by Josh Dratel
The war on civilian privacy has escalated. Recently, Congress the FAA Modernization and Reform Act of 2012, which allows for the commercial use of surveillance drones in the United States. And in late March, the Obama administration revised guidelines with respect to the U.S. National Counterterrorism Center’s retention of data on law-abiding persons.
According to the New York Times, those revisions were designed in part “to relax restrictions on how counterterrorism analysts may retrieve, store and search information about Americans gathered by government agencies for purposes other than national security threats.”
Among the revisions is an increase in the length of time—from 180 days to five years—that the NCTC can, according to the Times, which cited intelligence officials, “retain private information about Americans when there is no suspicion that they are tied to terrorism.” Under the prior guidelines, such information would have to be destroyed after expiration of the 180-day period. Also, as theTimes reported, “the guidelines are also expected to result in the [NCTC] making more copies of entire databases and ‘data mining them’ using complex algorithms to search for patterns that could indicate a threat.”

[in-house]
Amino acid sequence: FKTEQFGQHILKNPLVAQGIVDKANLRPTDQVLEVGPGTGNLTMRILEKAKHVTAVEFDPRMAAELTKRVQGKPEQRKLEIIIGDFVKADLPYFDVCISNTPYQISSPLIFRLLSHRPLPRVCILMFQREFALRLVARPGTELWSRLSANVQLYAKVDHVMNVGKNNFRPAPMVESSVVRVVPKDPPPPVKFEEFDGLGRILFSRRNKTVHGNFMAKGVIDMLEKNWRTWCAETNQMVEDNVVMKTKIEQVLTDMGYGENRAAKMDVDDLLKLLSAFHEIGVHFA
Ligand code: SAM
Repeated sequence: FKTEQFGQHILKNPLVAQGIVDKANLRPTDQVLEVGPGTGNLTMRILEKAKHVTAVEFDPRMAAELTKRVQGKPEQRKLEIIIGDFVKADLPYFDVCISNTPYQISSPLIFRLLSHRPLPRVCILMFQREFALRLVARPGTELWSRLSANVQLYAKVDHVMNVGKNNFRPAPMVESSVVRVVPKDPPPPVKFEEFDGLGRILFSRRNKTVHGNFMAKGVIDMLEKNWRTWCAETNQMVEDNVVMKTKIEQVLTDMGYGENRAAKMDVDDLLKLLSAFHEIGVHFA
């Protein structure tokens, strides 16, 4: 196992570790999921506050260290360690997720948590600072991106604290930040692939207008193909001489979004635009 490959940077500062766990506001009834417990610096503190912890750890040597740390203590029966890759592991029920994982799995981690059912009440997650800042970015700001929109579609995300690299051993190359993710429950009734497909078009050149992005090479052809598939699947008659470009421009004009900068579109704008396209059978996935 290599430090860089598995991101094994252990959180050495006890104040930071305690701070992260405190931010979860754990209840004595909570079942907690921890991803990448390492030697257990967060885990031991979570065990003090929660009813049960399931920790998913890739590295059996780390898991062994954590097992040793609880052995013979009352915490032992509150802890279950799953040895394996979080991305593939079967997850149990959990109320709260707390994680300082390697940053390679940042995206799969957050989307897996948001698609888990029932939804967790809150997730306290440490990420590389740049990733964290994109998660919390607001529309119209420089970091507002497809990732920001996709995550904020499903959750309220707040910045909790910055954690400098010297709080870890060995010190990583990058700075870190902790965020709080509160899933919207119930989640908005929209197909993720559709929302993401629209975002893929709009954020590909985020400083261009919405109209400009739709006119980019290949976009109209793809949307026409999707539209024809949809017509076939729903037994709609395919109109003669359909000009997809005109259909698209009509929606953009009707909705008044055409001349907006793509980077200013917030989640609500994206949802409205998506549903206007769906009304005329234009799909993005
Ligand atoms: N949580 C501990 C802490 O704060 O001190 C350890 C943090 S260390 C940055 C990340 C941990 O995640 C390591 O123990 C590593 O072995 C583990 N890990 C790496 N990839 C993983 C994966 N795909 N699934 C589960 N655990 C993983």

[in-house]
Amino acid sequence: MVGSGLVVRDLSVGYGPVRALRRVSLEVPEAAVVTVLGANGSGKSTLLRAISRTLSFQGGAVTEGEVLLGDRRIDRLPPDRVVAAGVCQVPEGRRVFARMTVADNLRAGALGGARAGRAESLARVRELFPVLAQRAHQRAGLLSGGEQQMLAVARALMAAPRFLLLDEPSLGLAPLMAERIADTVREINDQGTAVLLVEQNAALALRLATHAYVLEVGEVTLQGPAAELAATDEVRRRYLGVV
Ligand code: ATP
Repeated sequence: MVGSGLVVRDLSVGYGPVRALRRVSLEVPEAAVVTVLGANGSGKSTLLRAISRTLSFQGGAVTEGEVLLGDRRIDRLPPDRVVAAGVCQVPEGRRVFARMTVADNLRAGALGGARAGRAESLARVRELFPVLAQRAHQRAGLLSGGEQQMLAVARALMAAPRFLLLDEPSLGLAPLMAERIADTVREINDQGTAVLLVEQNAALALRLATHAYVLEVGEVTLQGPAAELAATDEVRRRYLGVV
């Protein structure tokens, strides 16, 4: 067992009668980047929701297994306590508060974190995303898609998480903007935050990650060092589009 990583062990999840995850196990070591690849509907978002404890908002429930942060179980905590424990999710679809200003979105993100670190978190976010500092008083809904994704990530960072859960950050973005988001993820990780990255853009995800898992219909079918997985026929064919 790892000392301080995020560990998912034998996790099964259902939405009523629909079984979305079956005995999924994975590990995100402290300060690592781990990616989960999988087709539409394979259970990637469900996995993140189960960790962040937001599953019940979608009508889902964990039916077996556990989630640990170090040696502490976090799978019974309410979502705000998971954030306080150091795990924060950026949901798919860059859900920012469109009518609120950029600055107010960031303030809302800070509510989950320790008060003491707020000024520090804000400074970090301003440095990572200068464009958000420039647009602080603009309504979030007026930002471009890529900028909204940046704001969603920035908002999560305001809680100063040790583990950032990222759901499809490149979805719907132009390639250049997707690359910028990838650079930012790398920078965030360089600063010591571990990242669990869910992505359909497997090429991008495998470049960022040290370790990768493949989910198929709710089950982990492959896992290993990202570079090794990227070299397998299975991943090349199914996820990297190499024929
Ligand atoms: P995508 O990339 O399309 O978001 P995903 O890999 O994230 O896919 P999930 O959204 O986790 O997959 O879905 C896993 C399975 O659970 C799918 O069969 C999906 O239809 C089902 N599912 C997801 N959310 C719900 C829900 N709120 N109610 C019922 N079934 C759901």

Security cameras increasingly cover every swath of territory; checkpoints, both governmental and private, abound; surreptitious software can capture every computer keystroke; every e-mail is retrievable, and every phone conversation is capable of interception.
The general counsel in the Office of the Director of National Intelligence characterized the superseded guideline period as “very limiting,” explaining to the Washington Post that “On Day One, you may look at something and think that it has nothing to do with terrorism. Then six months later, all of a sudden, it becomes relevant.”
Read the rest at Guernica.